Is there an audience more massively under-served than nerdy girls of color? Not that they can’t get hawkish about Star Wars or marvel at some superheroes, but recent films that are laser(blast)-focused on that specific demo have to number close to zippo. A Wrinkle in Time is not for moldy oldies expecting to get winked-and-nodded at in order to maximize box office penetration. It is a passionate, imaginative love letter to brilliant, caring young women that is incredibly likely to entirely miss anyone else who accompanies them to the theater.
Things get wonky for wrinkled audiences faster than a quantum fart. Mr. Murry (Chris Pine) and Mrs. Murry (Gugu Mbatha-Raw) were working on interdimensional travel when Mr. Wonder Woman up and disappeared. Their daughter, Meg (Storm Reid), is handling the inexplicable poofing poorly, which makes her the perfect target for the most uninspired bullies in the history of middle school. Like, they leave a note on Meg’s locker that says they wish she had disappeared too. Did the first draft of that note read “We’re mean. Be sad now.”
Meg’s adopted younger brother, Charles Wallace (Deric McCabe), is only referred to with both names. This is because he somehow simultaneously puts the “oh shucks” in “precocious” and seems like an 80-year-old with a Depends full of Werther’s Originals. Charles Wallace introduces Meg to three magical escaped mental patients: Mrs. Who (Mindy Kaling), Mrs. Whatsit (Reese Witherspoon) and Mrs. Which (Oprah Winfrey). They explain that Meg must use the power of love to travel to other planets and free her father from The It, which is not the clown from the Stephen King adaptation, but wow would that have been great.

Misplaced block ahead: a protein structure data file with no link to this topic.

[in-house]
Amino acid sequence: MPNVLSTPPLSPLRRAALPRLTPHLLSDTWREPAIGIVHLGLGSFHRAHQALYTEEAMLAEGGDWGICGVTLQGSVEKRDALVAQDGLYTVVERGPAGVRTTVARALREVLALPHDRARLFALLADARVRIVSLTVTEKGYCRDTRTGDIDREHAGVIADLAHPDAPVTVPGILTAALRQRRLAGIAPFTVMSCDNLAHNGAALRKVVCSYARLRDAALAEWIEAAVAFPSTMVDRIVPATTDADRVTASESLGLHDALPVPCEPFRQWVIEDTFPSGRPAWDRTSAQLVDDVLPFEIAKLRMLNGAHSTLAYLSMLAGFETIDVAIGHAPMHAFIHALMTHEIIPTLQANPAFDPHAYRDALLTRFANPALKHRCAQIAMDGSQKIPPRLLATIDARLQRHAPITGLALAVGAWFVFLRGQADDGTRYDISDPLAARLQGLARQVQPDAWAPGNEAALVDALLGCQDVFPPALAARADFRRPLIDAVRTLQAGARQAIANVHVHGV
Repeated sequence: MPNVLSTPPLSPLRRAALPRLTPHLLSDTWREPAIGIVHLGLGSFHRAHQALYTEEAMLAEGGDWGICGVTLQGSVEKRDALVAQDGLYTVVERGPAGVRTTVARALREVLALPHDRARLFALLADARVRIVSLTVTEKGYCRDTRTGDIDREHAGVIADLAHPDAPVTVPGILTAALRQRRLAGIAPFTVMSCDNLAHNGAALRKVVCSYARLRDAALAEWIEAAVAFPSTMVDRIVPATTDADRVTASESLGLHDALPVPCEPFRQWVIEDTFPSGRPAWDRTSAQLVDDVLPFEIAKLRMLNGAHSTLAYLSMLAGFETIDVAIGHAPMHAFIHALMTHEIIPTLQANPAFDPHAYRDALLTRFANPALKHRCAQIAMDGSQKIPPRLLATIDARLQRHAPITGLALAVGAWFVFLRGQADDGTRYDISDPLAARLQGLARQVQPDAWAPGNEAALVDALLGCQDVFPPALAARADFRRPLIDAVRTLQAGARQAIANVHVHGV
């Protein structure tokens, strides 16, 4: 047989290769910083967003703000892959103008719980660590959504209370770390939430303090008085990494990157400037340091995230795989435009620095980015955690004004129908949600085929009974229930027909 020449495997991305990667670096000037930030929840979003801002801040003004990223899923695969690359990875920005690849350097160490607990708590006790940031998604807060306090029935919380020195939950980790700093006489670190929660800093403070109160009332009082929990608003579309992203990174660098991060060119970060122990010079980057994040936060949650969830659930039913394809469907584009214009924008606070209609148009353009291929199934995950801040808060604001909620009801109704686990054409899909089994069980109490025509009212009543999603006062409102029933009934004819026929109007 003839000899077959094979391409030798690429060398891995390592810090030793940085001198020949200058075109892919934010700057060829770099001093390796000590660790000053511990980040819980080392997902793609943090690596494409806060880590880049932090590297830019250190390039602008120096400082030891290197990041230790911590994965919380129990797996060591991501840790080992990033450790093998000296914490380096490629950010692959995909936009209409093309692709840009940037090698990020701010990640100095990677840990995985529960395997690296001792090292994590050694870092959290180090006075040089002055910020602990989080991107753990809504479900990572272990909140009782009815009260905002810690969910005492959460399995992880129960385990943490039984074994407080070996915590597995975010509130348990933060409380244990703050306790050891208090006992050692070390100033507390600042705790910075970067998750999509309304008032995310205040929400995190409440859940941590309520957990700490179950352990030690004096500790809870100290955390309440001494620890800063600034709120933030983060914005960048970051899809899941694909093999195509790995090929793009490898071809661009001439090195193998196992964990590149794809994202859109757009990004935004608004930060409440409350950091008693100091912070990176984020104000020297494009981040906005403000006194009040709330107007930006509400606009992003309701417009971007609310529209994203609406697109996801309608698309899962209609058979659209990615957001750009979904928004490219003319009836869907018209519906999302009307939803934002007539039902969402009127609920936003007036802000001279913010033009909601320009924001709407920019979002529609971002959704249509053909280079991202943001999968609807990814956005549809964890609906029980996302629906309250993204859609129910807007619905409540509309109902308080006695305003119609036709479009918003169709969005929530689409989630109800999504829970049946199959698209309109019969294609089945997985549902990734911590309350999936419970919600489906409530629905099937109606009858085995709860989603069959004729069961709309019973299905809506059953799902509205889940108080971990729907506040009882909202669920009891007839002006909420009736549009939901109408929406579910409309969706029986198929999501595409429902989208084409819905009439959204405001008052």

Here’s how you know the movie is made for a younger audience: At no point does anybody stop and say “What the living shit is going on here?!” Meg, Charles Wallace and the absolutely irrelevant/completely useless sentient-Tiger-Beat-magazine Calvin (Levi Miller) fling and flang across the universe like that’s just a thing you do sometimes. In fact, the entirety of A Wrinkle in Time could be called “Trust every weirdo stranger you ever meet and do whatever they tell you.” Have fun with that, parents.
Above all else, this is a film that aims to gently comfort awkward young women, encouraging them to take solace in their future, stoke the fires of their compassion and celebrate their unique intellectual perspectives. The visuals mimic this, with luscious kaleidoscopic nonsense that feels as genuinely kind as CGI can be. The performances, however, are jarring and abrasive, outside from Oprah, who is finally the literal Goddess she’s figuratively been this whole time. Witherspoon in particular is so grating that it feels like she turns to the camera after every scene to explain “I’m doing it this way because this is for kids, and kids are stupid.”
A Wrinkle in Time never quite feels transcendently magical, at least to someone eavesdropping on the conversation that director Ava DuVernay is lovingly having with the audience she chose to address. That’s okay. Not every movie can be—or should be—for everyone. Here’s hoping that this well-intended effort is whittled into the right key that opens the locked hearts it sought to free.
Grade = C